Yet, I’ve also seen a resurgence in anonymity, too. There has always been authors of anonymous works. gnOme books publishes anon poetry and tracts from several well known and unknown authors in continuation of this tradition on non-ownership etc.: “gnOme is a secret press specializing in the publication of anonymous, pseudepigraphical, and apocryphal works from the past, present, and future.” As John Mullen asks in Anonymity: A Secret History of English Literature: Why did so many authors want to be anonymous–and what was it like to read their books without knowing for certain who had written them?  “Today we have forgotten that the first readers of Gulliver’s Travels and Sense and Sensibility had to guess who their authors might be, and that writers like Sir Walter Scott and Charlotte Brontë went to elaborate lengths to keep secret their authorship of the best-selling books of their times. But, in fact, anonymity is everywhere in English literature. Spenser, Donne, Marvell, Defoe, Swift, Fanny Burney, Austen, Byron, Thackeray, Lewis Carroll, Tennyson, George Eliot, Sylvia Plath, and Doris Lessing–all hid their names. With great lucidity and wit, Anonymity tells the stories of these and many other writers, providing a fast-paced, entertaining, and informative tour through the history of English literature.” – John Mullan

If we think on it most of Shakespeare’s plays were never published in his lifetime, but were merely part of the King’s Company property, and only after his death were these plays brought out in portfolio form: it was prepared by Shakespeare’s colleagues John Heminges and Henry Condell. The contents of the First Folio were compiled by Heminges and Condell; the members of the Stationers Company who published the book were the booksellers Edward Blount and the father/son team of William and Isaac Jaggard. The Jaggards were printers as well as booksellers, an unusual but not unprecedented combination. William Jaggard has seemed an odd choice by the King’s Men, since he had published the questionable collection The Passionate Pilgrim as Shakespeare’s, and in 1619 had printed new editions of ten Shakespearean quartos to which he did not have clear rights, some with false dates and title pages (the False Folio affair). Indeed, his contemporary Thomas Heywood, whose poetry Jaggard had pirated and misattributed to Shakespeare, specifically reports that Shakespeare was “much offended with M. Jaggard (that altogether unknown to him) presumed to make so bold with his name.” (see First Folio) The printing of the Folio was probably done between February 1622 and early November 1623. The printer originally expected to have the book ready early, since it was listed in the Frankfurt Book Fair catalogue as a book to appear between April and October 1622. The first impression had a publication date of 1623, and the earliest record of a retail purchase is an account book entry for 5 December 1623 of Edward Dering (who purchased two); the Bodleian Library, in Oxford, received its copy in early 1624 (which it subsequently sold for £24 as a superseded edition when the Third Folio became available in 1663/1664). There have and remain disputes among scholars of the order and attribution of the plays and authorship, etc. to this day.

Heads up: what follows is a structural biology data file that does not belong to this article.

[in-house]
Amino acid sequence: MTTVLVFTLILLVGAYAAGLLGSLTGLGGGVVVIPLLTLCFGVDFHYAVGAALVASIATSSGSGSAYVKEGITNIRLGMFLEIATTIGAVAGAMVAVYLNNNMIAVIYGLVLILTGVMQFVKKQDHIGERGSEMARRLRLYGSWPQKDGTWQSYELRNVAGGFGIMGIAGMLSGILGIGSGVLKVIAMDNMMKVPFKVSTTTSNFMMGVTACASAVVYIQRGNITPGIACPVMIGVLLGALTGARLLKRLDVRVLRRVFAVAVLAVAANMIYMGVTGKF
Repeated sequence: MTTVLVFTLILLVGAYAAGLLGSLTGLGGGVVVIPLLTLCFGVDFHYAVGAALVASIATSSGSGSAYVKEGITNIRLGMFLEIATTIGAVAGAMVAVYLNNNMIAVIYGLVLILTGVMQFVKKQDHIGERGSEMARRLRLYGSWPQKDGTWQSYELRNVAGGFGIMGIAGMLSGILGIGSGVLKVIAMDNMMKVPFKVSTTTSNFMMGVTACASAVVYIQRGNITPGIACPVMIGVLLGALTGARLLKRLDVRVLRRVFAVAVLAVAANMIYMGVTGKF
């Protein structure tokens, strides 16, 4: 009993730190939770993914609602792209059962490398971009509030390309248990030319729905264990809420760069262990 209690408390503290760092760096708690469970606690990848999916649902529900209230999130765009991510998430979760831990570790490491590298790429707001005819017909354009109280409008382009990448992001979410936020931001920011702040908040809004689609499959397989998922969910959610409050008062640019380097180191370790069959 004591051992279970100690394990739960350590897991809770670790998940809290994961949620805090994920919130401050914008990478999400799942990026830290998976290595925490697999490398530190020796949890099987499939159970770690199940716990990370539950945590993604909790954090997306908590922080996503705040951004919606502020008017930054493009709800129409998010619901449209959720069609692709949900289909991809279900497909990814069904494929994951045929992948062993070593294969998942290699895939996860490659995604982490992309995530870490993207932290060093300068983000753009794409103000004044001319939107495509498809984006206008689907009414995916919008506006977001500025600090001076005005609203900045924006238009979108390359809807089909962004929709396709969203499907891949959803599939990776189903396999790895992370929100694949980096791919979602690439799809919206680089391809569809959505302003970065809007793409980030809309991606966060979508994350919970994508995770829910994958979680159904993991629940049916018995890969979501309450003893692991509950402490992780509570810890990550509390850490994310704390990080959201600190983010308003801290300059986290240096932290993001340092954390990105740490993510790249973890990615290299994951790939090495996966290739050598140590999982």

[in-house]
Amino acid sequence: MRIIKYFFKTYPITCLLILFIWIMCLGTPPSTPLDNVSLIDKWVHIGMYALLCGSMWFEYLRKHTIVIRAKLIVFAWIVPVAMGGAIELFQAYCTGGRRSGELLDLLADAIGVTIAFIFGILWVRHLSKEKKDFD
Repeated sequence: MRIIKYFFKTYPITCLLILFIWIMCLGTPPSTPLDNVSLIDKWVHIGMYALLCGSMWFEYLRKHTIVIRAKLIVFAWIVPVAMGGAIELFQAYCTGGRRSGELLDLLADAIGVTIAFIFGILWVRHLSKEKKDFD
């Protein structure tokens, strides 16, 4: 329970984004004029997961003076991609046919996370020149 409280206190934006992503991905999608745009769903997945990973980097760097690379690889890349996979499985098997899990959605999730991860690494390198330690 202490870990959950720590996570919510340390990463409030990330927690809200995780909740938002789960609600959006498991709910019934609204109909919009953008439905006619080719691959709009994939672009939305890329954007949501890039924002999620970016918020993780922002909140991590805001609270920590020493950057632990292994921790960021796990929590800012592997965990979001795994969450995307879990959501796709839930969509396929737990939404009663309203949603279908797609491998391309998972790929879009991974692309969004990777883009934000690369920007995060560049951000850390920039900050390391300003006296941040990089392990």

Maybe someday plagiarism will become a thing of the past, along with the late capitalist system of economics that supported it. But that remains to be seen…


  1. Babbitt, Irving. Literature and the American College: Essays in Defense of the Humanities. National Humanities Institute; 3rd Edition edition (January 1, 1986)